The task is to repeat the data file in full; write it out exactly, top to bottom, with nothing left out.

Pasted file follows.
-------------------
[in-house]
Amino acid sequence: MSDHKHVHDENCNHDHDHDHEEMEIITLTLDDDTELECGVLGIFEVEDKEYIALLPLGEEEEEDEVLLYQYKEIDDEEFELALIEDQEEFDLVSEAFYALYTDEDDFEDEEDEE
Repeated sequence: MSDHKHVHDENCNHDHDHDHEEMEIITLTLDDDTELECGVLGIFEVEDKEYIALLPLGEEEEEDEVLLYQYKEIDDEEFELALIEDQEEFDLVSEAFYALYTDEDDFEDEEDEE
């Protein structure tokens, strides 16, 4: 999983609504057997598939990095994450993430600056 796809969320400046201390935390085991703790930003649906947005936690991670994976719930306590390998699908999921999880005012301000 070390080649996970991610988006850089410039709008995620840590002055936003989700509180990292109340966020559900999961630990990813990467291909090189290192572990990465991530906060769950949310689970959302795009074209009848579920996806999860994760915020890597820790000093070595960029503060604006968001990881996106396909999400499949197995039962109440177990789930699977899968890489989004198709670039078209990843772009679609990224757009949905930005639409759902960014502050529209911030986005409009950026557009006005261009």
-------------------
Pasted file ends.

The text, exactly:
[in-house]
Amino acid sequence: MSDHKHVHDENCNHDHDHDHEEMEIITLTLDDDTELECGVLGIFEVEDKEYIALLPLGEEEEEDEVLLYQYKEIDDEEFELALIEDQEEFDLVSEAFYALYTDEDDFEDEEDEE
Repeated sequence: MSDHKHVHDENCNHDHDHDHEEMEIITLTLDDDTELECGVLGIFEVEDKEYIALLPLGEEEEEDEVLLYQYKEIDDEEFELALIEDQEEFDLVSEAFYALYTDEDDFEDEEDEE
């Protein structure tokens, strides 16, 4: 999983609504057997598939990095994450993430600056 796809969320400046201390935390085991703790930003649906947005936690991670994976719930306590390998699908999921999880005012301000 070390080649996970991610988006850089410039709008995620840590002055936003989700509180990292109340966020559900999961630990990813990467291909090189290192572990990465991530906060769950949310689970959302795009074209009848579920996806999860994760915020890597820790000093070595960029503060604006968001990881996106396909999400499949197995039962109440177990789930699977899968890489989004198709670039078209990843772009679609990224757009949905930005639409759902960014502050529209911030986005409009950026557009006005261009």